Lee Majors was a big tv star. He was playing the Six Million Dollar Man while married to Farrah Fawcett. He incredibly told his then best friend Ryan O'Neal to take care of Fawcett while he was away shooting his series. By the time he got back, Fawcett was ready to leave him for O'Neal. Although Fawcett and O'Neal never married, they were a long term couple, with a son, until her death a few years ago. They had at least one fiery breakup due to his cheating on her. The two of them also had terrible problems with their son which led to the son's imprisonment. The son last saw his mother before her death while he was in chains. The prison officials brought him to her house while she was on her deathbed. O'Neal also had vicious battles with his other children which were tabloid fodder for years. At Fawcett's funeral, O'Neal infamously tried to pick up a pretty blonde woman only to find out it was his own estranged daughter, Tatum. One of O'Neal's sons was in a speedboating collision with Francis Coppolla's son which left O'Neal's son alive but Coppolla's son dead. Fawcett's friends and family tried to get her to break up with O'Neal for years but she would never listen to them.
Roberto Rossellini was an Italian film director who directed Ingrid Bergman in Strombolini in Italy. Although married to other people, they had an affair and Bergman became pregnant with twins. Although they did marry, Bergman's American fan base turned against her and she stayed in Europe for six years because of the scandal. She returned to the United States in 1956 and divorced Rossellini in 1957. She was triumphant in her return, winning the Oscar for Anastasia about the lost Romanov daughter of the Czar. She was married and divorced three times and finished out the last seven years of her life unmarried, dying at age 67.
Humphrey Bogart was married three times prior to marrying the love of his life, Lauren Bacall. His third marriage was so bad that he and his then wife were called the Battling Bogarts by the Hollywood Press. He met Bacall while that marriage was in its final battle stages. He and Bacall married, had two children and remained married until his death in 1957 at age 57. Contrary to their public image, Bogart was the one who had come from the high society family. His father was a Park Avenue doctor, his mother a well known artist. He attended the Ivy League prep schools but went onto acting instead of college. Bacall was from a working class Jewish family in New York, brought up by her mother and her mother's relatives when her father walked out on them. Bacall would marry again and have boyfriends but it would never last. She still identifies Bogart as the big love of her life.
You want a Hollywood love story? This one isn't well known but is one of the biggest love stories in Hollywood. Mel Brooks, as the story goes, saw Anne Bancroft performing on the stage, fell madly in love with her at first sight and they were married not long thereafter. They were very protective of their personal life and had no scandals so personally flew beneath gossip radar. They were even more protective of their son, Max. Anne was dying of cancer in one New York hospital with Mel at her side while Max was in another New York hospital sitting by his just born son who was just hanging onto life. Max wrote World War Z, the zombie book, by his son's bedside and that is why all your grandchildren know who Max Brooks is but may say "Duh" when asked about Mel and Anne.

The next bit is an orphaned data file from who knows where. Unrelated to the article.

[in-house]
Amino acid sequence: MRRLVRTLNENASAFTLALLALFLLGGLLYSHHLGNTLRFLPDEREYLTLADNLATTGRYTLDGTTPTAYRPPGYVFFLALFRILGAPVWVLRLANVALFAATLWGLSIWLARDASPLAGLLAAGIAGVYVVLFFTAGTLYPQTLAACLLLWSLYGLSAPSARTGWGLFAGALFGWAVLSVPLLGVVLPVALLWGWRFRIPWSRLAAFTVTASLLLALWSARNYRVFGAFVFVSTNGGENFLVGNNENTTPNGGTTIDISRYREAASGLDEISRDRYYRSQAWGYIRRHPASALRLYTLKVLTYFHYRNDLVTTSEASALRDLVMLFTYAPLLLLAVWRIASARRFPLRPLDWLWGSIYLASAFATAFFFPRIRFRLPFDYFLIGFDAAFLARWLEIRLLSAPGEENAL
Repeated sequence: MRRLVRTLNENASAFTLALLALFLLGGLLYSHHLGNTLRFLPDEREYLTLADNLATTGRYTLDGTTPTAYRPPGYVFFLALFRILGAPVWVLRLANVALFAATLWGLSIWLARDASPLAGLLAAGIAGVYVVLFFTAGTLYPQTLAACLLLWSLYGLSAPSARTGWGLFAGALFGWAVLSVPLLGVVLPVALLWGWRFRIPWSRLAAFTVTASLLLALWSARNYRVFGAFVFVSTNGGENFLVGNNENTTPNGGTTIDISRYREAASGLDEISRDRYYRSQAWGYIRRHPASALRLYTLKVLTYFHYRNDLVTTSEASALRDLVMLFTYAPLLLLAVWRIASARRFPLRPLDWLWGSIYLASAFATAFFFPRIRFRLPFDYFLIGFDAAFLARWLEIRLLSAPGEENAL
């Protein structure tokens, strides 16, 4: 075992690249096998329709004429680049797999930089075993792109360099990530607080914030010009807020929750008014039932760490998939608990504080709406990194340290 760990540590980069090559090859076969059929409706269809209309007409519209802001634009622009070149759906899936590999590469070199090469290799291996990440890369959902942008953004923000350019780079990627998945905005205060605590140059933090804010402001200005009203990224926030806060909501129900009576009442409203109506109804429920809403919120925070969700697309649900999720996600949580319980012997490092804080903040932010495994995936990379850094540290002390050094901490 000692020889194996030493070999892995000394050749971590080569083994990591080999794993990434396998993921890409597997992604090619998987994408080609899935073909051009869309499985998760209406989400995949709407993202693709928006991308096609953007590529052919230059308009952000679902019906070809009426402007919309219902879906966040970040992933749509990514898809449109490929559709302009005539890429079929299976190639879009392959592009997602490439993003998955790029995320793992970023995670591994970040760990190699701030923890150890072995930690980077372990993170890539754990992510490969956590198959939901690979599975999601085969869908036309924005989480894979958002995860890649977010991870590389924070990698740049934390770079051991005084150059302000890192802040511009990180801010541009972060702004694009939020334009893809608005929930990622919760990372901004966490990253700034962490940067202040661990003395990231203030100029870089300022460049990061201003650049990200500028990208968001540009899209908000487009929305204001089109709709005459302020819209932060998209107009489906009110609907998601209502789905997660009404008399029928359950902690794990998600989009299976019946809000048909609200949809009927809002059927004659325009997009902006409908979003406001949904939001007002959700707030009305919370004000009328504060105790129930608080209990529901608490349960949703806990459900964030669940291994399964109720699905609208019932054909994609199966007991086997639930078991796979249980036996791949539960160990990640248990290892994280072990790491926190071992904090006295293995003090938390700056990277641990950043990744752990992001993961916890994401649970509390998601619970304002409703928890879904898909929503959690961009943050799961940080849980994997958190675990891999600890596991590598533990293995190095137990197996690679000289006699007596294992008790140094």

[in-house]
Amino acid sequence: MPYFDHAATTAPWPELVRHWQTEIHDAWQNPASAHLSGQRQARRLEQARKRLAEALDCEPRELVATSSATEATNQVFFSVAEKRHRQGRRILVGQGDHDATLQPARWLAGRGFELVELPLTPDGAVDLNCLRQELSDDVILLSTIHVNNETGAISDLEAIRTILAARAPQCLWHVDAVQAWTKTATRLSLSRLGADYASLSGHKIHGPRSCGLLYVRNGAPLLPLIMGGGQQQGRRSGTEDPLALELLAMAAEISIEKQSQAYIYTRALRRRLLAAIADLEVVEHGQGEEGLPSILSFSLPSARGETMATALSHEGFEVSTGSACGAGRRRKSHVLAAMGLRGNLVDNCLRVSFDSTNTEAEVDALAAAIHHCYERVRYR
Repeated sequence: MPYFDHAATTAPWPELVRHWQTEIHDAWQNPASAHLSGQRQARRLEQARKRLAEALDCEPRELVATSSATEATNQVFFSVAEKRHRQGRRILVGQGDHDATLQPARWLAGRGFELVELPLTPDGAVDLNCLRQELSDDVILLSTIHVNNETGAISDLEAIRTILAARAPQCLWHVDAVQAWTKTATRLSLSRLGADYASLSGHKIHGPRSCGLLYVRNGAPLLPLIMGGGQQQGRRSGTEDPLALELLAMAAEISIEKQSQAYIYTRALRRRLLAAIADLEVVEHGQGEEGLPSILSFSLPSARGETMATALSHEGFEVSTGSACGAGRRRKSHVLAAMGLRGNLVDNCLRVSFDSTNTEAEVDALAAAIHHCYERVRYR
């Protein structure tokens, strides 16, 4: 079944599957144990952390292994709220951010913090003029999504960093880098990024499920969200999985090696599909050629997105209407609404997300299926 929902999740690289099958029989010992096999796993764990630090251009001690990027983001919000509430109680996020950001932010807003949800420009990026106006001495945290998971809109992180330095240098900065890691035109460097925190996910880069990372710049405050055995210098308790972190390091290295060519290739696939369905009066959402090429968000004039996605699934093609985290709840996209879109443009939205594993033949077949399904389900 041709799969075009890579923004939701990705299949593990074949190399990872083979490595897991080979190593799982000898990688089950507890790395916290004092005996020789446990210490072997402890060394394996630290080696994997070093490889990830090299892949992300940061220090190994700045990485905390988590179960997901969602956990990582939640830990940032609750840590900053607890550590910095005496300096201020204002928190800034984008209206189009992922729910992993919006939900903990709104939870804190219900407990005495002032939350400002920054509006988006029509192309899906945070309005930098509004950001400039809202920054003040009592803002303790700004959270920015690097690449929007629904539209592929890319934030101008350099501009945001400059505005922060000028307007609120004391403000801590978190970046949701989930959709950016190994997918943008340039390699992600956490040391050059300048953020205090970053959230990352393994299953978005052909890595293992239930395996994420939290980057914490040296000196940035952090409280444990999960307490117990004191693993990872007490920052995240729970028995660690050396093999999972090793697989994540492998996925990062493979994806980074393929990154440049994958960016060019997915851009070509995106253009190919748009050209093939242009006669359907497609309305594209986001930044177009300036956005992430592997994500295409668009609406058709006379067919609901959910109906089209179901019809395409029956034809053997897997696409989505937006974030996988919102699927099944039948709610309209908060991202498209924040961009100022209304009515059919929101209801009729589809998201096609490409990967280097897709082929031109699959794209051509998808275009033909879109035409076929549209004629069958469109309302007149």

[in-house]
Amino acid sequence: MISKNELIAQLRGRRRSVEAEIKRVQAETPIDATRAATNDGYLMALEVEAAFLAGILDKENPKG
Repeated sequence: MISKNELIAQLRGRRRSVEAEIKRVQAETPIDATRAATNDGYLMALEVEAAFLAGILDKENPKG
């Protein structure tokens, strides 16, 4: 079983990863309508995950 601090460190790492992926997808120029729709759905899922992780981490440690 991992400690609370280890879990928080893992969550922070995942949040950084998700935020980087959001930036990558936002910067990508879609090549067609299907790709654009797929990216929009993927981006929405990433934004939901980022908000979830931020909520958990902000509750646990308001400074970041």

Katherine Hepburn and Spencer Tracy have two love stories which are in complete contradiction. The first is that they were madly in love but because of Tracy's being Catholic and having a disabled son, he would not divorce. The second, which began surfacing after her death from multiple sources, was that both of them needed to come up with that as a cover story so their careers didn't suffer. This was because Hepburn was a lesbian and Tracy was bisexual, which had such knowledge become public may well have ended their careers.
Paul McCartney doesn't just write love songs, he lives them. He was happily married to Linda Eastman for over three decades and was devastated when she died in 1998. In his grief, he was easy prey for gold digger Heather Mills. McCartney does not believe in pre-nups so he married Mills without one, which is why she was ultimately able to fleece him for roughly $50 million dollars when she was ready to cash in during her divorce court phase. McCartney next married Nancy Shevall, again no pre-nup, His daughter Stella, the famed designer, stung by the Mills fiasco, was so exasperated with him when he announced his upcoming third marriage to her that she said, "Do you have to marry every woman you go out with?" Happily though, unlike Heather, Nancy has mixed well with the McCartney family.
Elizabeth Barrett Browning
written to Robert Browning